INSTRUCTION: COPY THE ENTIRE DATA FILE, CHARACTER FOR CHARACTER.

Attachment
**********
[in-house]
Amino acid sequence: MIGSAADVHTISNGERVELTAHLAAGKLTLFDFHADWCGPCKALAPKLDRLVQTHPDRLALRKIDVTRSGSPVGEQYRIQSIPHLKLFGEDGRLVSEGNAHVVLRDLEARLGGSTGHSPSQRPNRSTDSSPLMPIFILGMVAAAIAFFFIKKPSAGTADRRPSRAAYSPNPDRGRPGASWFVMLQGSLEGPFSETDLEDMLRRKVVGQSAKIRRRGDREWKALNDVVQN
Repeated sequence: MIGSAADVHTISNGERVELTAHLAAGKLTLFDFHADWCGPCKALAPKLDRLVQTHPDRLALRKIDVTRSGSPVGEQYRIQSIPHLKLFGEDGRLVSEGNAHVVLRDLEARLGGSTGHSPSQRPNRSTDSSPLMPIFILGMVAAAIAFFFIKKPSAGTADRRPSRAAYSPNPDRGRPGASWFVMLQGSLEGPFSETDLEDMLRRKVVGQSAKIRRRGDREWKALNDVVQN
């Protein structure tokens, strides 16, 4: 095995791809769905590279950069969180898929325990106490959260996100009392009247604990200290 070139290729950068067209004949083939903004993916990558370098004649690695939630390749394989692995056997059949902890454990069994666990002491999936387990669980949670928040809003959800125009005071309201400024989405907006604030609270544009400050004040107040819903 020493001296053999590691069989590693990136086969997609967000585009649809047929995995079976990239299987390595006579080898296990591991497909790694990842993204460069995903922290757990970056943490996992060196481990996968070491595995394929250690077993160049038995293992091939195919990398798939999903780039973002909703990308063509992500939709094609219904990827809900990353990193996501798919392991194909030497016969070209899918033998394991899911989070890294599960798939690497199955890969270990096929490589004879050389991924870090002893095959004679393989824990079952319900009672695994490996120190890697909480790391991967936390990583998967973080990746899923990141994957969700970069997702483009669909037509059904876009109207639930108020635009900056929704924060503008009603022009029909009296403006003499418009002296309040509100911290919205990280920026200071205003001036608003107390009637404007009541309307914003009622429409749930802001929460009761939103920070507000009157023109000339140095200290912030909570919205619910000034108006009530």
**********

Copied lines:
[in-house]
Amino acid sequence: MIGSAADVHTISNGERVELTAHLAAGKLTLFDFHADWCGPCKALAPKLDRLVQTHPDRLALRKIDVTRSGSPVGEQYRIQSIPHLKLFGEDGRLVSEGNAHVVLRDLEARLGGSTGHSPSQRPNRSTDSSPLMPIFILGMVAAAIAFFFIKKPSAGTADRRPSRAAYSPNPDRGRPGASWFVMLQGSLEGPFSETDLEDMLRRKVVGQSAKIRRRGDREWKALNDVVQN
Repeated sequence: MIGSAADVHTISNGERVELTAHLAAGKLTLFDFHADWCGPCKALAPKLDRLVQTHPDRLALRKIDVTRSGSPVGEQYRIQSIPHLKLFGEDGRLVSEGNAHVVLRDLEARLGGSTGHSPSQRPNRSTDSSPLMPIFILGMVAAAIAFFFIKKPSAGTADRRPSRAAYSPNPDRGRPGASWFVMLQGSLEGPFSETDLEDMLRRKVVGQSAKIRRRGDREWKALNDVVQN
């Protein structure tokens, strides 16, 4: 095995791809769905590279950069969180898929325990106490959260996100009392009247604990200290 070139290729950068067209004949083939903004993916990558370098004649690695939630390749394989692995056997059949902890454990069994666990002491999936387990669980949670928040809003959800125009005071309201400024989405907006604030609270544009400050004040107040819903 020493001296053999590691069989590693990136086969997609967000585009649809047929995995079976990239299987390595006579080898296990591991497909790694990842993204460069995903922290757990970056943490996992060196481990996968070491595995394929250690077993160049038995293992091939195919990398798939999903780039973002909703990308063509992500939709094609219904990827809900990353990193996501798919392991194909030497016969070209899918033998394991899911989070890294599960798939690497199955890969270990096929490589004879050389991924870090002893095959004679393989824990079952319900009672695994490996120190890697909480790391991967936390990583998967973080990746899923990141994957969700970069997702483009669909037509059904876009109207639930108020635009900056929704924060503008009603022009029909009296403006003499418009002296309040509100911290919205990280920026200071205003001036608003107390009637404007009541309307914003009622429409749930802001929460009761939103920070507000009157023109000339140095200290912030909570919205619910000034108006009530």